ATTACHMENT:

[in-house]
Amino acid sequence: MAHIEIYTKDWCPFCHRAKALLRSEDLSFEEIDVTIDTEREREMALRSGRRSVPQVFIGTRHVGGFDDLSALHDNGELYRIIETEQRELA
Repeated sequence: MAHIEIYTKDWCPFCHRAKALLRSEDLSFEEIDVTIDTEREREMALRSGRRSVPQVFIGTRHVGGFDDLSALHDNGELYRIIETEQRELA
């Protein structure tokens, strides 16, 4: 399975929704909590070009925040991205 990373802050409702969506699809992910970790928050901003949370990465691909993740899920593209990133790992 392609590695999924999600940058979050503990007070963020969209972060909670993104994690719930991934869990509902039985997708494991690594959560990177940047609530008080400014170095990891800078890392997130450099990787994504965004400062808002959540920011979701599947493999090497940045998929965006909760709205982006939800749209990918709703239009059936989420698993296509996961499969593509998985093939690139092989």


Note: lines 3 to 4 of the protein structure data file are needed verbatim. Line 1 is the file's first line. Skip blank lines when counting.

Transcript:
Repeated sequence: MAHIEIYTKDWCPFCHRAKALLRSEDLSFEEIDVTIDTEREREMALRSGRRSVPQVFIGTRHVGGFDDLSALHDNGELYRIIETEQRELA
């Protein structure tokens, strides 16, 4: 399975929704909590070009925040991205 990373802050409702969506699809992910970790928050901003949370990465691909993740899920593209990133790992 392609590695999924999600940058979050503990007070963020969209972060909670993104994690719930991934869990509902039985997708494991690594959560990177940047609530008080400014170095990891800078890392997130450099990787994504965004400062808002959540920011979701599947493999090497940045998929965006909760709205982006939800749209990918709703239009059936989420698993296509996961499969593509998985093939690139092989």